What Is Deno Made Of πŸ¦•

You have probably heard of the latest and greatest thing to be born in the Javascript universe. Yes it's Deno πŸ¦• Apart from the cute logo and a scrambled version of its big brother NODE, it is something that is being loved by the community and has attracted a lot of attention, which it deserves. The official Deno website already explains the concept in a nice and simple way which I would like to quote:
"Deno is a simple, modern and secure runtime for JavaScript and TypeScript that uses V8 and is built in Rust."
While many of the community folks have shared some interesting articles and examples on getting started with Deno, I would like to share the 'how things work inside of Deno' in simple terms. Just like understanding the basics of how JavaScript work under the hood or how Node works, it helps us grasp the concepts better, so knowing about the basic internal working concepts of Deno can help us understand it better and develop better programs with it. I would like to elaborate on the concepts using some Q & As.

What are the basic building blocks of Deno?

Deno is mainly made up of,
  • V8 Engine
    (A javascript engine engineered by Google that powers the Chrome browser. Node uses the same javascript engine as well). The role of the Javascript engine in simple terms is to accept Javascript files which it understands and interprets and converts to machine code that a computer understands. 

  • Typescript
    (A superset of javascript developed by the good folks at Microsoft). Deno has a built-in TypeScript compiler which compiles typescript files to javascript before feeding it to the javascript engine. So Deno provides first-class support for typescript without the need of adding any package which is awesome. 

  • RUST
    (A language pioneered by Mozilla which is blazing fast and a very safe and memory-efficient language). The core of Deno is written in Rust. As a comparison, the core of Node Js is written in C and C++. The developers opted for rust because of its safety and memory efficiency. It is also the most loved language since 2016!

  • Tokio
    (An asynchronous runtime for the Rust language). As you know, javascript is a single-threaded application, which means it can only run one operation at a time, any kind of asynchronous operation that is written in the code such setTimeout or accessing the file system is managed by Tokio. NodeJs similarly has something called LIBUV which handles all asynchronous tasks using an event loop. In browsers, for example, any kind of asynchronous operations are handled by the web workers that are a part of the Web APIs provided by the browser. 

  • RustyV8
    Think of this as a bridge that helps the V8 engine communicate with the Rust code. In NodeJs, there is similarly something called node-bindings that communicates between the v8 engine and LIBUV.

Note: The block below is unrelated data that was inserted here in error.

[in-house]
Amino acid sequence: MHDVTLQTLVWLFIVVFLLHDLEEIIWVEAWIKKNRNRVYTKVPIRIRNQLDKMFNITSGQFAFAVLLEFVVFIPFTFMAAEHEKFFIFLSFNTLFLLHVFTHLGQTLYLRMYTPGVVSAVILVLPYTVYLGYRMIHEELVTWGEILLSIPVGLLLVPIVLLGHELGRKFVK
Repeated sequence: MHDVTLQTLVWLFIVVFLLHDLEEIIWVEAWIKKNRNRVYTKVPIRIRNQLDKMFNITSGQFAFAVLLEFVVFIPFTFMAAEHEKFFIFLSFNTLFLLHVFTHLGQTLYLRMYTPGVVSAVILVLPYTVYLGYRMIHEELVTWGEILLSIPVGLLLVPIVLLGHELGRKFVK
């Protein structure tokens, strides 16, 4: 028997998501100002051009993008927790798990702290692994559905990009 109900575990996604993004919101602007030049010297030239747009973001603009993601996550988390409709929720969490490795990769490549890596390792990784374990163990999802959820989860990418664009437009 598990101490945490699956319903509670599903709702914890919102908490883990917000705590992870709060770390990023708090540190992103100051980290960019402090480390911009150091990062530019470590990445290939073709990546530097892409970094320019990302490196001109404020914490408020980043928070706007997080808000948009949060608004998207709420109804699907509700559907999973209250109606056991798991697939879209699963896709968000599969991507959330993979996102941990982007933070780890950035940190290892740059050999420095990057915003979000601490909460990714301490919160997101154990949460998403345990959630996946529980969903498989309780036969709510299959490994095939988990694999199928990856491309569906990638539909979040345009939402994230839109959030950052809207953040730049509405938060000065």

You can think of javascript/typescript as the frontend (unprivileged side) of Deno and Rust being the backend (privileged side). The Deno core API provides bindings to interact and communicate between the javascript and Rust world. JavaScript alone can't access the file system or set a timer for example. Whenever you write any code that does any such task in Deno, then javascript/typescript talks to Rust via the Deno core API to accomplish it.
What happens when we write some simple javascript code in Deno? 
  1. function printToConsole() {  
  2.   console.log(  
  3.     'This is my first Deno program, and I am pretty excited! Hello πŸ¦•'  
  4.   );  
  5. }  
  6. printToConsole();  
Since it is simple Javascript code, the code is fed to the V8 engine and prints the message to the console. Yeah nothing fancy, it's just like writing the same code in the browser console.
What happens when we write some typescript code in Deno? 
  1. function printNameToConsole(name: string) {  
  2.   console.log(`Welcome ${name} to Deno World πŸ¦•`);  
  3. }  
  4. printToConsole('Allen'); // Welcome Allen to Deno World πŸ¦•  
This time Deno hands it over to the typescript compiler to convert the typescript code into Javascript code and then it it transferred to the V8 engine. Deno uses V8 snapshots to speed up the typescript compilation process.
What happens when we write some Async code in Deno? 
  1. function printNameToConsole(name: string) {  
  2.   console.log(`Welcome ${name} to Deno World πŸ¦•`);  
  3. }  
  4. printToConsole('Rob');  
  5. setTimeout(() => {  
  6.   printToConsole('John');  
  7. }, 1000);  
  8. printToConsole('Allen');  
  10. //Welcome Rob to Deno World πŸ¦•  
  11. //Welcome Allen to Deno World πŸ¦•  
  12. //Welcome John to Deno World πŸ¦•  
When V8 sees the first printNameToConsole() statement, it prints the name, then it sees setTimeout which it identifies as a something which is outside of the javascript world. So it talks to Tokio via the rusty_v8 channel. It then goes to the next line and prints the third function to the console. Tokio meanwhile spins up something known as a thread pool to set a timer and executes the function in the background. Once the delay is completed, it communicates back the message to the V8 engine via the rusty_v8 channel which then prints the message to the console.
Deno also provides a neat API that can be called using Deno.metrics(). It provides stats from the Rust side of Deno about the information of the operations that took place.
Something like this,
(index) Values
opsDispatched 3
opsDispatchedSync 2
opsDispatchedAsync 1
opsDispatchedAsyncUnref 0
opsCompleted 3
opsCompletedSync 2
opsCompletedAsync 1
opsCompletedAsyncUnref 0
bytesSentControl 73
bytesSentData 0
bytesReceived 375
This is a very simplified version of the data communication which happens in Deno. There are lots of other things to talk about Deno regarding its great features which I can probably share in another post with some more real-life examples.
Hope you enjoyed this post. Have a great one!